John Piersma

John Piersma

  • Year Inducted : 2016
  • Sport : swimming

About Inductee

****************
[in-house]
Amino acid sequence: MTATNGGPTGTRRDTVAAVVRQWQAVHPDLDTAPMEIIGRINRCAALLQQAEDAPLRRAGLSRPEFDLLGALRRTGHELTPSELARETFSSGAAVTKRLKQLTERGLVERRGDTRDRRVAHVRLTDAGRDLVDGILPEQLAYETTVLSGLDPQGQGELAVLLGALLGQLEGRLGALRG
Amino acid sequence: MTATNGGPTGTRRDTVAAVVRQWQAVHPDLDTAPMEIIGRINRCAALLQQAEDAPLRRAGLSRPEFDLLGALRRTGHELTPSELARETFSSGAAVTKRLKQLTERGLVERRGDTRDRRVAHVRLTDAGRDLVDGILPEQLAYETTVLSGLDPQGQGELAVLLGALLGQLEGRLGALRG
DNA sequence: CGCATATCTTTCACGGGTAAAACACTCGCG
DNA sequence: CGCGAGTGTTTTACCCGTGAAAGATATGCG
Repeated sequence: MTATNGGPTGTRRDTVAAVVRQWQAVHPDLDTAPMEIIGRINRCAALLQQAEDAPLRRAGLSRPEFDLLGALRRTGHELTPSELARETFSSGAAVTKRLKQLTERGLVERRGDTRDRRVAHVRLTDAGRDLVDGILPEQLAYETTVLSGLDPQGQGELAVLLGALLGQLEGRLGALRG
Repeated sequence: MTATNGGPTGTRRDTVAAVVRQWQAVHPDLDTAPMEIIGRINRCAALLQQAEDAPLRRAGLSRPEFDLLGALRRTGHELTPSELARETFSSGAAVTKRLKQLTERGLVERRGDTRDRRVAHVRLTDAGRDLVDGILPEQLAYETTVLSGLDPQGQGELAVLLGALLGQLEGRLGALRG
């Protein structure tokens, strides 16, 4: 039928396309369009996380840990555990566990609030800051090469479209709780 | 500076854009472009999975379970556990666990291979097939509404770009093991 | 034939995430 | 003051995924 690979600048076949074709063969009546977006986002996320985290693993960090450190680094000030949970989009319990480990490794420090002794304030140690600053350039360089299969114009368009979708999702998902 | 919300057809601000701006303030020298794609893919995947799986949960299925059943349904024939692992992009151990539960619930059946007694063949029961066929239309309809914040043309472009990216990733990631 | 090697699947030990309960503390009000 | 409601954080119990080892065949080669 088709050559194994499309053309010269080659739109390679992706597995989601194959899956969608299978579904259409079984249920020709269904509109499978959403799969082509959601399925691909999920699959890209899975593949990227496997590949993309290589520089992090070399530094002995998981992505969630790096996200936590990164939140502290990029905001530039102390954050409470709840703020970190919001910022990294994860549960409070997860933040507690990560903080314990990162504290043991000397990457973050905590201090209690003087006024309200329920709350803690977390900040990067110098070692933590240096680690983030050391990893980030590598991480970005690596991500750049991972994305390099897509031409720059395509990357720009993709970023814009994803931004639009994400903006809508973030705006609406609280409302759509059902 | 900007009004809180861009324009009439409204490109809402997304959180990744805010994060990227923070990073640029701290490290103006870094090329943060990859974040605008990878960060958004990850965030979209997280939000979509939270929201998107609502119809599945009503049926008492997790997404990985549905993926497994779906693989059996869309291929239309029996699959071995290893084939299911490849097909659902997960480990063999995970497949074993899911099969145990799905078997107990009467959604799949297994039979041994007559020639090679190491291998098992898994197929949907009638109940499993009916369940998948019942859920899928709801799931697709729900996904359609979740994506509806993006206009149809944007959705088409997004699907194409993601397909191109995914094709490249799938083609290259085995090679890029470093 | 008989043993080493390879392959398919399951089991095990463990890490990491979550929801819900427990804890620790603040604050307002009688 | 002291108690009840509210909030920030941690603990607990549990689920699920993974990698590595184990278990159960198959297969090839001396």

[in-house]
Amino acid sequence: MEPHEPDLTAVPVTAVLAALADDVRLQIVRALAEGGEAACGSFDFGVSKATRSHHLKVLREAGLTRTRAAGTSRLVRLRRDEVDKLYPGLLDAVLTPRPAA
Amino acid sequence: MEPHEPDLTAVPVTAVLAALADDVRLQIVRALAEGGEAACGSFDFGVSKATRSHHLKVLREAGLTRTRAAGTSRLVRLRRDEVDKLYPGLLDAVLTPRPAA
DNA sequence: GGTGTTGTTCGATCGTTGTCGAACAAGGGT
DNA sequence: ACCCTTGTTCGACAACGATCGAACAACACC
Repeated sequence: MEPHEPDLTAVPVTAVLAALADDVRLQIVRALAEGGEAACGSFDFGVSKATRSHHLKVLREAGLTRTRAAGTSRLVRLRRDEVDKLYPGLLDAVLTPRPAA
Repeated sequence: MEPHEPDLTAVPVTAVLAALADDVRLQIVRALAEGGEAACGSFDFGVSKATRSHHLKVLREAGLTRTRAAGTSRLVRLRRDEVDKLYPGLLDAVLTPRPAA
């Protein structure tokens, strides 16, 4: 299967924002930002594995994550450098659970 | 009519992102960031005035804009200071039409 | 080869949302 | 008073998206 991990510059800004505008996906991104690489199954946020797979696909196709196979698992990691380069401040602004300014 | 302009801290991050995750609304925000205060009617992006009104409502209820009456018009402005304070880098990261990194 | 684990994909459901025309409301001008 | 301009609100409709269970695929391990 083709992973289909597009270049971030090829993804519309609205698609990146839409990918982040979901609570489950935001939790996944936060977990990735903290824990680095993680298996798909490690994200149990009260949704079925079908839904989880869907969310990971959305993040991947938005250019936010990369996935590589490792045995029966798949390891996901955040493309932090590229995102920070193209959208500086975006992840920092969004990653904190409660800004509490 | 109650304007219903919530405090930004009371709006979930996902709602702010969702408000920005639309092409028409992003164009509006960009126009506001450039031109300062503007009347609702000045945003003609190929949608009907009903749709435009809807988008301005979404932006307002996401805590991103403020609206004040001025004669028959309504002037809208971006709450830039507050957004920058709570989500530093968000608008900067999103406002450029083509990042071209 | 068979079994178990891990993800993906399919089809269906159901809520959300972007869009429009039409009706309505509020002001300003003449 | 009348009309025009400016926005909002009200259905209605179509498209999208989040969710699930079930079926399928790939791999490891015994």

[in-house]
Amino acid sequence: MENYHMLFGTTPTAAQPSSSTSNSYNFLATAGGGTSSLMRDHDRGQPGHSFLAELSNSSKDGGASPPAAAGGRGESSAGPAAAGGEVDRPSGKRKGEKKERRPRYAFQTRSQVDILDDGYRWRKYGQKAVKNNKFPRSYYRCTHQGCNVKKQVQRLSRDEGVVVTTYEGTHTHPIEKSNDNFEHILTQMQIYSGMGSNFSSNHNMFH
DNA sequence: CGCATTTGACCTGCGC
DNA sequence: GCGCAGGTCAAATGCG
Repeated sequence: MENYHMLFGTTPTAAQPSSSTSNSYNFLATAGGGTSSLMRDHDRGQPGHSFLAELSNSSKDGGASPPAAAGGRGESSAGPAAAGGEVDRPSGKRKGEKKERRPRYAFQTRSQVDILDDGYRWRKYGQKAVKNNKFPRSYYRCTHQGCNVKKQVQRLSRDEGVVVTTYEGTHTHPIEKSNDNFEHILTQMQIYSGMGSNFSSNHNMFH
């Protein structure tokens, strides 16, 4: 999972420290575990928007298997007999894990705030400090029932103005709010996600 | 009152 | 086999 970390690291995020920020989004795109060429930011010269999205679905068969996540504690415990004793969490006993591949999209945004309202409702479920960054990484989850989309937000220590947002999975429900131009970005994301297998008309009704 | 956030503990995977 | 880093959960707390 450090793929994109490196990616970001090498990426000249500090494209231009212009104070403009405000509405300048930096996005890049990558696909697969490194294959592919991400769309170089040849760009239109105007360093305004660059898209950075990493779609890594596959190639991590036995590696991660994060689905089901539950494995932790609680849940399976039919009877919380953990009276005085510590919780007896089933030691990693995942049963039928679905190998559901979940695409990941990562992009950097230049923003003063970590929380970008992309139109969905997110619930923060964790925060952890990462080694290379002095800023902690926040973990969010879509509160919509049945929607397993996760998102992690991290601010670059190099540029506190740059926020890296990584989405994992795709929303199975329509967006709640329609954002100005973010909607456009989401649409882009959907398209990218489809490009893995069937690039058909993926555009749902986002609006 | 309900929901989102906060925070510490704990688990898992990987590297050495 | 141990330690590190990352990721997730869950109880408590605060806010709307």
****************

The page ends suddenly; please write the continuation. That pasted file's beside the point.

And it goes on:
He arrived in Ann Arbor in the late summer of 1993, a lanky 18-year-old freshman standing 6-foot-5 and weighing maybe 180 pounds, wringing wet. He came up from Alabama and spoke with a bit of a Southern accent. He was mostly quiet and serious, but sometimes hed flash an unexpected ear-to-ear grin. Naturally, his new teammates on the University of Michigan mens swimming team promptly dubbed him "Big Country." The nickname mightve been stereotypical coming from a group of young student-athletes who didnt yet know the tall newcomer. But theyd soon discover the truth: John Michael Piersma was going to fit in nicely at the Donald Canham Natatorium, home pool of a school that had won more national championships in swimming (17 at that time) than any other university in the country. Over the next four years, the big kid from Huntsville, Ala., emerged as one of the premier swimmers ever to wear the Maize and Blue. As a 4-time All-American, Piersma helped Michigan win its 18th national championship in 1995, was part of three Big Ten championships and helped set an American record the mens 400-meter freestyle relay, swam on the U.S. Olympic team in the 1996 Olympic Games in Atlanta, and was named Big Ten Swimmer of the Year in 1997, capping a spectacular senior season in which he won the 100-, 200- and 800-yard freestyle relay. "John was the backbone of the team and his attitude carried us," said Michigan coach Jon Urbanchek. Those who had followed him as a youngster werent surprised by Piersmas collegiate success. They watched him dominate the competition from an early age, first in the Jones Valley Recreation League, then the Rocket City Summer League, then in the highly competitive Huntsville Swim Association and finally in the Southeastern Swimming organization. In 1992, the year before his graduation from Grissom High School, Piersma was the Swimmer of the Year in Southeastern Swimming and also a national champion in USA Swimming. "John was an incredibly intense competitor who embraced the big moments rather than shying away," said one of his former youth coaches, Brooke Pate. Although he says helping Michigan win the NCAA championship in 1995 while also helping set the American record in the 800 freestyle relay was "my most rewarding athletic achievement," he hastens to emphasize that being named to the U. S. Olympic swim team in 1996 was the pinnacle of his career. "Being part of a group working together for one goal greater than themselves was incredible and very special in 95," he said. "But without a doubt, its hard to say the Olympics is second to anything. Competing in the Olympic Games, representing your country against the rest of the world, is a crowning achievement for any athlete in any sport. Theres nothing like it." Piersma did not qualify for a medal in his two specialty events, the 200- and 400-meter freestyles, at the Atlanta Olympics. But he went out a winner in his final Olympic race, the 400-meter consolation finals, by blowing away an eight-man field with a time of 3:50.69, a whopping two seconds ahead of runner-up Sebastian Wiese of Germany. Afterward, Piersma said: "Im pretty ecstatic. I dont think I really got into a groove until tonight. When youre standing out there and 15,000 out of 16,000 are cheering for you, when 99 percent of the crowd is behind you, its really something special." Asked about not winning an individual medal, he said: "I dont even know how to answer. All I can say is, Ill have some great memories coming out of here, things thatll be with me for the rest of my life. How could anybody be disappointed with that?" Former Auburn University athlete Margaret Hoelzer, also a Grissom graduate, is the only other swimmer from Huntsville to ever participate in the Olympic Games. In the 2008 Beijing Olympics, she won three medals, two silvers and a bronze, for the U.S. swim team. Now 33, Hoelzer will be eligible to join Piersma in the Huntsville-Madison County Athletic Hall of Fame as soon as she reaches the age of 40. Piersma, eldest son of the late Huntsville physician John Piersma and his wife Mary, is now a doctor himself. An Internal Medicine Specialist at The Christ Hospital in Cincinnati, Ohio, he focuses on preventive medicine and believes the patient-physician relationship is the cornerstone of quality care. Piersma and his wife Rachel, also a former swimmer at Michigan, have two children: Ella Jo, 11, a swimmer and volleyball player, and John, already a promising pianist at the age of 8.

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